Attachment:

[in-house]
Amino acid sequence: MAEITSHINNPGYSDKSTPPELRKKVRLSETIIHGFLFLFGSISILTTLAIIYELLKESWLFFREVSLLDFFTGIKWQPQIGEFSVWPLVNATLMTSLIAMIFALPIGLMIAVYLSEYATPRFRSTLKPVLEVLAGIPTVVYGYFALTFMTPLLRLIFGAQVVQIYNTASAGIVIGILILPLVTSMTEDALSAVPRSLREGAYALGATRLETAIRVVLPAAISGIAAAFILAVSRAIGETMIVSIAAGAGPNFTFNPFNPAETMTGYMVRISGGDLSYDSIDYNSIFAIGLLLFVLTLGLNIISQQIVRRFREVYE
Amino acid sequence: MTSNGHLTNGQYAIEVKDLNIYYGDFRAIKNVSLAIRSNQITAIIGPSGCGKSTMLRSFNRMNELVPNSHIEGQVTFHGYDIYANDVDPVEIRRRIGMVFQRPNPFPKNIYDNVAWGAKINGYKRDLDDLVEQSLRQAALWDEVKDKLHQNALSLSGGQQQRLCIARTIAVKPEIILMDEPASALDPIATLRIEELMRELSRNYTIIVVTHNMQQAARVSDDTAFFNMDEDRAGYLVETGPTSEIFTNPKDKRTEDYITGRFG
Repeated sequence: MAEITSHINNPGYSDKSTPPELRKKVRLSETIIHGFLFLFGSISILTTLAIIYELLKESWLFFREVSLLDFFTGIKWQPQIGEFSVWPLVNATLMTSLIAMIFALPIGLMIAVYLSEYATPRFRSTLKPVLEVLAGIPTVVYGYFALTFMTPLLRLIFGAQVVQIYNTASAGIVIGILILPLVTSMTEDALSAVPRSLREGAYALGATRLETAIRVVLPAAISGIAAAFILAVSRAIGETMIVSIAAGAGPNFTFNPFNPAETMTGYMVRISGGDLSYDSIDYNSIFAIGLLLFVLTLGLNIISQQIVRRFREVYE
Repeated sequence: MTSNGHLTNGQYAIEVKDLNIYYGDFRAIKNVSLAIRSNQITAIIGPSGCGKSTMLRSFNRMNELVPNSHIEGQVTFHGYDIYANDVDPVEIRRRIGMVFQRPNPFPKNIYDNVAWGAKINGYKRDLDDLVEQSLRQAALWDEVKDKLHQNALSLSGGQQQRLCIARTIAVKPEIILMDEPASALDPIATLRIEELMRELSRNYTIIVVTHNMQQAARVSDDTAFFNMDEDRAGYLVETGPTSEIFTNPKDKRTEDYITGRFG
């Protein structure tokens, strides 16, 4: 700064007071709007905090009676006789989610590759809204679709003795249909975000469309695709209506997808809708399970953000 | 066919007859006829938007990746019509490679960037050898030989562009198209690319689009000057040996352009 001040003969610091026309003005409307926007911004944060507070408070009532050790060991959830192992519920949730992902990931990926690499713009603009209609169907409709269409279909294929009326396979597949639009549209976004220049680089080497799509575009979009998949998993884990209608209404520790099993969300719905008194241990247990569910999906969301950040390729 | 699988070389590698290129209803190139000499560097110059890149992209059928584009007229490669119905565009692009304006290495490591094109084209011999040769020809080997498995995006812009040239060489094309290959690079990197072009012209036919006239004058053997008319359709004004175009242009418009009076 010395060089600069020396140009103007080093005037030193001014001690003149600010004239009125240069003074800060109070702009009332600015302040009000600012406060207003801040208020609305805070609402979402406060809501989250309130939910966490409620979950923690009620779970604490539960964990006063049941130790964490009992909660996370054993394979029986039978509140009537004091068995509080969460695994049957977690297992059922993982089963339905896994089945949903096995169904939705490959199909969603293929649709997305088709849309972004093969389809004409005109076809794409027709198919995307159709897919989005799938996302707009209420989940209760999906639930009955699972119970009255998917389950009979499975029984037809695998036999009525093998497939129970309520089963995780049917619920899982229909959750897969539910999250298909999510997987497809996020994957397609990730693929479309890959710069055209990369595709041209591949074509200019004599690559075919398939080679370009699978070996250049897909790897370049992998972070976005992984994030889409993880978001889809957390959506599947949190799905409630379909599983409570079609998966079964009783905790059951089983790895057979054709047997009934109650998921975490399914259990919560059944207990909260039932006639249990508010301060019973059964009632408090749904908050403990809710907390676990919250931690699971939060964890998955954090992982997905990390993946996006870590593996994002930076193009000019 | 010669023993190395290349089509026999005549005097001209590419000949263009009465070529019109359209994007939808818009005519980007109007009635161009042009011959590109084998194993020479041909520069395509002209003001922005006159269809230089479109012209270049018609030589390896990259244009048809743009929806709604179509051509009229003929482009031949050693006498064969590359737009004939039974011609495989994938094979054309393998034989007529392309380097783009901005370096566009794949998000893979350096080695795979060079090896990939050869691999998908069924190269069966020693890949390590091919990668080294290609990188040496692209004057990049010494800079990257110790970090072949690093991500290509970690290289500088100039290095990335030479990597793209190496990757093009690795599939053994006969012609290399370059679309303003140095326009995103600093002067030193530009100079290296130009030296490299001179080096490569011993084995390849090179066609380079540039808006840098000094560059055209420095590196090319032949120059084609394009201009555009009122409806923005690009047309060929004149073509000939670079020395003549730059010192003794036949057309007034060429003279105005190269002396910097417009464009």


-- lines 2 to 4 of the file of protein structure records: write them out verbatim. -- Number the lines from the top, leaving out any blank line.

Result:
Amino acid sequence: MAEITSHINNPGYSDKSTPPELRKKVRLSETIIHGFLFLFGSISILTTLAIIYELLKESWLFFREVSLLDFFTGIKWQPQIGEFSVWPLVNATLMTSLIAMIFALPIGLMIAVYLSEYATPRFRSTLKPVLEVLAGIPTVVYGYFALTFMTPLLRLIFGAQVVQIYNTASAGIVIGILILPLVTSMTEDALSAVPRSLREGAYALGATRLETAIRVVLPAAISGIAAAFILAVSRAIGETMIVSIAAGAGPNFTFNPFNPAETMTGYMVRISGGDLSYDSIDYNSIFAIGLLLFVLTLGLNIISQQIVRRFREVYE
Amino acid sequence: MTSNGHLTNGQYAIEVKDLNIYYGDFRAIKNVSLAIRSNQITAIIGPSGCGKSTMLRSFNRMNELVPNSHIEGQVTFHGYDIYANDVDPVEIRRRIGMVFQRPNPFPKNIYDNVAWGAKINGYKRDLDDLVEQSLRQAALWDEVKDKLHQNALSLSGGQQQRLCIARTIAVKPEIILMDEPASALDPIATLRIEELMRELSRNYTIIVVTHNMQQAARVSDDTAFFNMDEDRAGYLVETGPTSEIFTNPKDKRTEDYITGRFG
Repeated sequence: MAEITSHINNPGYSDKSTPPELRKKVRLSETIIHGFLFLFGSISILTTLAIIYELLKESWLFFREVSLLDFFTGIKWQPQIGEFSVWPLVNATLMTSLIAMIFALPIGLMIAVYLSEYATPRFRSTLKPVLEVLAGIPTVVYGYFALTFMTPLLRLIFGAQVVQIYNTASAGIVIGILILPLVTSMTEDALSAVPRSLREGAYALGATRLETAIRVVLPAAISGIAAAFILAVSRAIGETMIVSIAAGAGPNFTFNPFNPAETMTGYMVRISGGDLSYDSIDYNSIFAIGLLLFVLTLGLNIISQQIVRRFREVYE